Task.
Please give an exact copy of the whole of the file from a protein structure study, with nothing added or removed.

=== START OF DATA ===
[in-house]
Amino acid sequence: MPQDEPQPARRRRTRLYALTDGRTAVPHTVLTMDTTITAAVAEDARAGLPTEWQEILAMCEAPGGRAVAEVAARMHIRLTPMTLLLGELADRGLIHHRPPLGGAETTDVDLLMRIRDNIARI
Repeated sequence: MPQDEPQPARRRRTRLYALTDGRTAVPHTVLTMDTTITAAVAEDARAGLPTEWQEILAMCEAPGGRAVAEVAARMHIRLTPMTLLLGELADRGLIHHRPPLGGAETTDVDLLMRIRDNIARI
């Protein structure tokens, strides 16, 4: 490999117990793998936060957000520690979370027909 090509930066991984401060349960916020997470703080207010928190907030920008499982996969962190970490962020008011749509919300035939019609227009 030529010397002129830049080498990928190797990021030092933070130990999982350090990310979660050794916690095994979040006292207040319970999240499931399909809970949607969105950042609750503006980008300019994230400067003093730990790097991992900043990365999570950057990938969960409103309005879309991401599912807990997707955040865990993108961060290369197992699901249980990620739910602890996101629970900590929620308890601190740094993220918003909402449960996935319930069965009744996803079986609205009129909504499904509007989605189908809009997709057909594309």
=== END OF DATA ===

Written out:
[in-house]
Amino acid sequence: MPQDEPQPARRRRTRLYALTDGRTAVPHTVLTMDTTITAAVAEDARAGLPTEWQEILAMCEAPGGRAVAEVAARMHIRLTPMTLLLGELADRGLIHHRPPLGGAETTDVDLLMRIRDNIARI
Repeated sequence: MPQDEPQPARRRRTRLYALTDGRTAVPHTVLTMDTTITAAVAEDARAGLPTEWQEILAMCEAPGGRAVAEVAARMHIRLTPMTLLLGELADRGLIHHRPPLGGAETTDVDLLMRIRDNIARI
């Protein structure tokens, strides 16, 4: 490999117990793998936060957000520690979370027909 090509930066991984401060349960916020997470703080207010928190907030920008499982996969962190970490962020008011749509919300035939019609227009 030529010397002129830049080498990928190797990021030092933070130990999982350090990310979660050794916690095994979040006292207040319970999240499931399909809970949607969105950042609750503006980008300019994230400067003093730990790097991992900043990365999570950057990938969960409103309005879309991401599912807990997707955040865990993108961060290369197992699901249980990620739910602890996101629970900590929620308890601190740094993220918003909402449960996935319930069965009744996803079986609205009129909504499904509007989605189908809009997709057909594309």